|Chain-whipping Robot's a Mine-Blower in Afghanistan|
Chain-whipping Robot's a Mine-Blower in Afghanistan
By Gerry J. Gilmore, American Forces Press Service.
Washington D.C. -- (AFPS) May 14, 2002 -- The hard case, dressed in olive drab, sat sullenly on the floor. The nickname, "mini," seems a misnomer; there are stories about chains being whipped about to explosive effect.
Marylou Cole and Ed Price showcase the Army-Marine Corps remote-controlled mini flail anti- personnel mine clearing device May 9 at their Public Service Recognition Week exhibition on the National Mall in Washington, D.C. Heavy chains attached to a rotating drum behind Cole whip the ground and detonate hidden mines. The robot device is being used in Afghanistan.
Photo by Gerry J. Gilmore
The dangerous job of blowing up anti-personnel land mines is the remote-controlled mini flail's specialty. Co-developed by the Army and Marine Corps, the robot looks somewhat like a scaled-down, driverless Zamboni machine. For military and humanitarian reasons, the robot has cleared mines for years in Bosnia and Kosovo. Now, it's a veteran of Afghanistan.
The diesel-powered machine is sheathed in Kevlar-type armor and uses a front-mounted, rotating drum that has lengths of heavy chain attached. The chains flail the ground ahead and the impacts blow up buried land mines, said Ed Price, a robotic analyst working for the Unmanned Ground Vehicles/Systems Joint Project Office at Redstone Arsenal, Ala.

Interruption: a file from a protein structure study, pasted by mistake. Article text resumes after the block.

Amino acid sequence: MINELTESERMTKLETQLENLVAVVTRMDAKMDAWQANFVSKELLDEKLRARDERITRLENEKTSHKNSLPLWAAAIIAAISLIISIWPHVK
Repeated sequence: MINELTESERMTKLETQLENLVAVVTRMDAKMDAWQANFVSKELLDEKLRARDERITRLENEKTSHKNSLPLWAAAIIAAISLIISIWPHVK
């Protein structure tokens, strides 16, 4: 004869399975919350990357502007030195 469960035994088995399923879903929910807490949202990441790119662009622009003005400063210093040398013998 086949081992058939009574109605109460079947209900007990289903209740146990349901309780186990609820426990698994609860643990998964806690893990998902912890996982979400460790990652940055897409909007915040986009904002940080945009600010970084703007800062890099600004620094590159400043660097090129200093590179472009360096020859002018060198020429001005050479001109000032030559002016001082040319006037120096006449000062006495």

Price and co-worker Marylou Cole, a marketing specialist, showcased the mini flail at the Public Service Recognition Week exhibition May 9 through 12 on the National Mall in Washington.
The U.S. military participated in humanitarian land mine removal missions in Kuwait after the Gulf War, Price noted, when that country was littered with ordnance left behind by departed Iraqi forces.
First fielded in Kuwait in 1996, the mini flail was subsequently deployed to Bosnia and Kosovo, Price said.
"Now, we have them in Afghanistan," he noted, "both for humanitarian (missions) and war operations."
The mini flail's four rubber-tired wheels can be sheathed inside a detachable metal track that helps the 2,600-pound device to cross uneven ground, Price said.
The device's drum, he noted, can be counter-rotated to cause the chains to throw or sweep away land mines.
Price said operators -- usually combat engineers -- direct the mini flail via remote control from 300 meters away. This, he noted, takes "the soldier out of harm's way" during mine-clearing operations.
He said the machines would be still be challenged by more powerful land mines -- such as anti-tank mines -- available in military inventories.
"You can't replace a soldier, but you can replace a vehicle," Cole said, adding that the mini flail protects both service members and civilians in both war and other- than-war operations.
"To know that we're helping to keep people safe -- you just can't put a price on that," she added.